If you are making any relief fund donations, please be aware that there are scams already running. Make your donations directly at your banks or through legitimate web sites you have dealt with in the past.
In the Sept. 12 issue of its newsletter http://www.scambusters.org/current.html, Internet Scambusters in Boone, N.C., said it had received reports of spammers sending out e-mails asking for assistance for "emergency relief funds," and directing recipients to contribute money to the Red Cross through the spammers' Web sites.
"Many of these spammers are trying to steal money and credit card numbers," the group said. "Do not respond to these e-mails." The Coalition Against Unsolicited Commercial Email (CAUCE) http://www.cauce.org/pressreleases/20010912.shtml and SpamCon Foundation http://www.spamcon.org/about/news/releases/20010912.shtml in San Francisco also warned of online attempts to fraudulently profit from the attacks on the World Trade Center and the Pentagon. According to these groups, scammers are soliciting donations via e-mail and postings in community forums in the names of the victims of the attacks.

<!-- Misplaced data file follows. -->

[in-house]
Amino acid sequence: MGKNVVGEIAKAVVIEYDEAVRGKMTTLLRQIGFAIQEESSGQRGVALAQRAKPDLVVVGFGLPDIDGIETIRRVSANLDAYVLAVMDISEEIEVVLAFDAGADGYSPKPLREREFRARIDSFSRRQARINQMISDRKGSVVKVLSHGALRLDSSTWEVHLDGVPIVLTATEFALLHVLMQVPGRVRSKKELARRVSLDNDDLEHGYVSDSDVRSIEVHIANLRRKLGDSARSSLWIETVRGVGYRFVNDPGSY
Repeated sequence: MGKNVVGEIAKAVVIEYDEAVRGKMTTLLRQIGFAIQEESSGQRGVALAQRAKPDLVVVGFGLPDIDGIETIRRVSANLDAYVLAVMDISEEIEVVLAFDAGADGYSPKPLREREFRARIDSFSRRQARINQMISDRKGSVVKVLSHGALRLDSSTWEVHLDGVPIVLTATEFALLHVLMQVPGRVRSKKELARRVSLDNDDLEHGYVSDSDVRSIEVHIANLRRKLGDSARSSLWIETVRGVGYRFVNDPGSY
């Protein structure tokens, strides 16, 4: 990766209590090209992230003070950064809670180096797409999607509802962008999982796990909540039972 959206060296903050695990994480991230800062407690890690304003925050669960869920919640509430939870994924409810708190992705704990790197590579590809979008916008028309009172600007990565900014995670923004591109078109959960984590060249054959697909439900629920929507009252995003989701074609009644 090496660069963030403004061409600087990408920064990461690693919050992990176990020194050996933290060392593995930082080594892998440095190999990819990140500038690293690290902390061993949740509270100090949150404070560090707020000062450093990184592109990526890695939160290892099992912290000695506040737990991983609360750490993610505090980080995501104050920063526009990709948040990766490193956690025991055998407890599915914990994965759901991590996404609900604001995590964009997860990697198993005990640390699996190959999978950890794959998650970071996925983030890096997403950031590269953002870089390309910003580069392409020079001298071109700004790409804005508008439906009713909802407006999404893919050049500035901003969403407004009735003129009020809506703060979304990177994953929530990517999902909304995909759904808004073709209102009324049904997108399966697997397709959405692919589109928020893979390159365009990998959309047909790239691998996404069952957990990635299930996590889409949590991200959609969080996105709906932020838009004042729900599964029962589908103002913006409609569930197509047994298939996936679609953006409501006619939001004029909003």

In a typical message, the scammer claims to be part of an "Express Relief Fund," or "Victims Survivor Fund," the groups said. One message claims the donations will go to the Red Cross, but the link leads to a Web site that isn't connected to that organization.
According to CAUCE and SpamCon, the World Trade Center spams appeared within one hour of the disaster. While some spammers asked for donations, others made light of the event.
"It's not unusual for news events to be mentioned in upcoming spam," said Tom Geller, executive director of SpamCon Foundation. Geller said in addition to soliciting fraudulent donations, spammers also use tragedies to "bless what they are doing."
"They put a reference to the tragedy at the top of their e-mail -- [i.e. saying how sorry they are] -- in order to protect themselves from criticism for sending spam." ----sent to me by Jess.